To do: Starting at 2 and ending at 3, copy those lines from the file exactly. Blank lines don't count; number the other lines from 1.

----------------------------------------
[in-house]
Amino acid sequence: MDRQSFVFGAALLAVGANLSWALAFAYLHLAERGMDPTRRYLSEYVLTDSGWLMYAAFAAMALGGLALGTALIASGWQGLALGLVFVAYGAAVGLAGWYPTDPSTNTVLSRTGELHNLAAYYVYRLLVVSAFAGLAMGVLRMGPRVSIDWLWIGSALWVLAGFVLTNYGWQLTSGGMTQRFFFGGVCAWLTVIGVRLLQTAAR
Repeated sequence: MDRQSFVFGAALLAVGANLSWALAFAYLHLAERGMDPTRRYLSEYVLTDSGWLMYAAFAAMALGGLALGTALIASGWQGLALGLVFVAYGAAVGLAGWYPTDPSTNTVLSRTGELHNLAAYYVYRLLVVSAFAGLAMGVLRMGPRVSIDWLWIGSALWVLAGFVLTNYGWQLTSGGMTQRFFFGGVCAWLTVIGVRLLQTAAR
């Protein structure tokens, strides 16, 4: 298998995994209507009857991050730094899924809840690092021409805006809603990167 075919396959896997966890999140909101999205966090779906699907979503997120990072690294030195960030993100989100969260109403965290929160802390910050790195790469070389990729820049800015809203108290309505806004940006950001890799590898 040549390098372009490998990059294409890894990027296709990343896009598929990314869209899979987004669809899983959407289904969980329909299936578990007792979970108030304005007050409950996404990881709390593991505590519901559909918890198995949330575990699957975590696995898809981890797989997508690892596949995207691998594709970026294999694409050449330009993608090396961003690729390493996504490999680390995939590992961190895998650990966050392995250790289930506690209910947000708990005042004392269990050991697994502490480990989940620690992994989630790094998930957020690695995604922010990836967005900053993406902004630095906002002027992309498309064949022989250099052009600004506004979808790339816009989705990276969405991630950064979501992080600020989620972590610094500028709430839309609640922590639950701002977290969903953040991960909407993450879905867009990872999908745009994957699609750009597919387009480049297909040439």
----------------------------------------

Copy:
Amino acid sequence: MDRQSFVFGAALLAVGANLSWALAFAYLHLAERGMDPTRRYLSEYVLTDSGWLMYAAFAAMALGGLALGTALIASGWQGLALGLVFVAYGAAVGLAGWYPTDPSTNTVLSRTGELHNLAAYYVYRLLVVSAFAGLAMGVLRMGPRVSIDWLWIGSALWVLAGFVLTNYGWQLTSGGMTQRFFFGGVCAWLTVIGVRLLQTAAR
Repeated sequence: MDRQSFVFGAALLAVGANLSWALAFAYLHLAERGMDPTRRYLSEYVLTDSGWLMYAAFAAMALGGLALGTALIASGWQGLALGLVFVAYGAAVGLAGWYPTDPSTNTVLSRTGELHNLAAYYVYRLLVVSAFAGLAMGVLRMGPRVSIDWLWIGSALWVLAGFVLTNYGWQLTSGGMTQRFFFGGVCAWLTVIGVRLLQTAAR